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The Securities and Exchange Commission is investigating FirstEnergy Corp. after receiving documents from a purported whistleblower who was working with a contractor hired by the Akron utility, a federal lawsuit shows. Separately, the Public Utilities Commission of Ohio said it will review political and charitable spending by FirstEnergy and its utilities.
The SEC lawsuit involves FirstEnergy documents taken by a former employee who worked for a firm, Clearsulting, hired by FirstEnergy. The former employee apparently downloaded documents shortly after being terminated from his consultant job earlier this summer, according to the lawsuit filed in U.S. District Court in Cleveland.
Both the SEC and FirstEnergy declined to comment on the case.
In the lawsuit, FirstEnergy and Clearsulting seek a restraining order against Michael Pircio, a Chardon resident who was a Clearsulting employee from mid-March through July 30. The lawsuit seeks to prevent Pircio from disseminating FirstEnergy documents that the companies say he took after he was terminated from his job. Pircio was hired to take part in a Clearsulting audit of FirstEnergy processes and procedures as part of the utility’s compliance with federal Sarbanes-Oxley requirements.
The suit alleges Pircio unlawfully accessed Clearsulting computers after he was terminated and downloaded 57 files containing proprietary and confidential FirstEnergy information.
The court filings do not say what was in the FirstEnergy documents or why the SEC has started an investigation. But one source familiar with the case said it is related to the ongoing $60 million bribery and corruption scandal involving former Ohio House Speaker Larry Householder and others.
A letter from a Washington, D.C., law firm representing Pircio says in part, “Mr. Pircio is indeed in possession of a number of Clearsulting documents that potentially show a violation of law. …Mr. Pircio has not shared any company information or documents with anyone other than his counsel and, through his counsel, with government officials. Please bear in mind that, in light of these protected activities, Mr. Pircio is protected against any retaliatory conduct by Clearsulting and its employees under federal whistleblower laws.”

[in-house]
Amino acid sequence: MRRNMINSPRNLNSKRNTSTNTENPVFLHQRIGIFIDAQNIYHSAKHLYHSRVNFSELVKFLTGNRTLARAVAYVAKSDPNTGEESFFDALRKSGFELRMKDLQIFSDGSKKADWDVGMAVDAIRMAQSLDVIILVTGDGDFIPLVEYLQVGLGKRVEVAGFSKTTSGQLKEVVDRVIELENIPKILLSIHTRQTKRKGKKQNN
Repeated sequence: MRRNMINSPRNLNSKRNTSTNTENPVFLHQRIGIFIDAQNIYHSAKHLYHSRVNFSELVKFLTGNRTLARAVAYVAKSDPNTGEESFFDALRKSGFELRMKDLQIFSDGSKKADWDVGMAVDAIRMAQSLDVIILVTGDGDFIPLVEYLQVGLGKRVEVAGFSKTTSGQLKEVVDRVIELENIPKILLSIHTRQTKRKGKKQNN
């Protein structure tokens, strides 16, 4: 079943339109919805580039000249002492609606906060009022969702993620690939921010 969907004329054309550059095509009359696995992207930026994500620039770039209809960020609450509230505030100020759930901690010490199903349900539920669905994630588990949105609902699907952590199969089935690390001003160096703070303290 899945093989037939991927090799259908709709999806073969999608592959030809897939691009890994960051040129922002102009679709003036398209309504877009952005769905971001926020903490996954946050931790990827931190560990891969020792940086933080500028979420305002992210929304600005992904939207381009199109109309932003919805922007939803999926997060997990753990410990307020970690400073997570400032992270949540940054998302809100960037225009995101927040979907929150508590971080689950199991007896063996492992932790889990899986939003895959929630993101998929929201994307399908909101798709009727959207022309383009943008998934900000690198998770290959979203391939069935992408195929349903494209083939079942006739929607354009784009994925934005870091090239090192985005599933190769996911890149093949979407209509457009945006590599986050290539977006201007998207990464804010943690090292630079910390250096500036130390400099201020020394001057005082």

The letter writer, Vince McKnight of law firm Sanford Heisler Sharp, specializes in whistleblower cases.
Another letter from the law firm also filed as an exhibit with the court says FirstEnergy documents were turned over to the Securities and Exchange Commission.
The letter says in part:
“As we explained in a letter on August 21, 2020 addressed to Clearsulting that you received, Mr. Pircio has shared a number of Clearsulting documents that potentially show a violation of law with his counsel, and we in turn have shared these documents with a government agency.
“On August 7, 2020, we submitted information to the Securities and Exchange Commission (“SEC”) concerning FirstEnergy and Clearsulting. Since then we have been in communication with Brian D. Fagel, Assistant Director of the Public Finance Abuse Unit, and we intend to continue cooperating with the SEC in its investigation.”
In another matter, the PUCO said it has initiated a review tied to the ongoing federal investigation into Householder and others over the $60 million bribery and corruption scandal involving House Bill 6 legislation, FirstEnergy Corp., and its former subsidiary FirstEnergy Solutions, now Energy Harbor.
Earlier this month, the Ohio Consumers’ Counsel filed court motions seeking an investigation and management audit of FirstEnergy utilities, its corporate governance and activities regarding House Bill 6. The law provides ratepayer subsidies to two Ohio nuclear plants formerly owned by FirstEnergy and now owned by Energy Harbor.
The Consumers’ Counsel is calling for the hiring of an independent auditor to look at the case to see if FirstEnergy utilities improperly used money collected from consumers or violated utility regulatory laws, rules, or orders in its activities regarding House Bill 6.
The PUCO said it has determined that it should review the political and charitable spending by the FirstEnergy utilities in support of House Bill 6 and a subsequent referendum effort.
The PUCO is asking FirstEnergy and its subsidiaries to show cause by Sept. 30 that the costs of any political or charitable spending in support of House Bill 6 and related referendum effort were not directly or indirectly included in any rates or charges paid by Ohio ratepayers.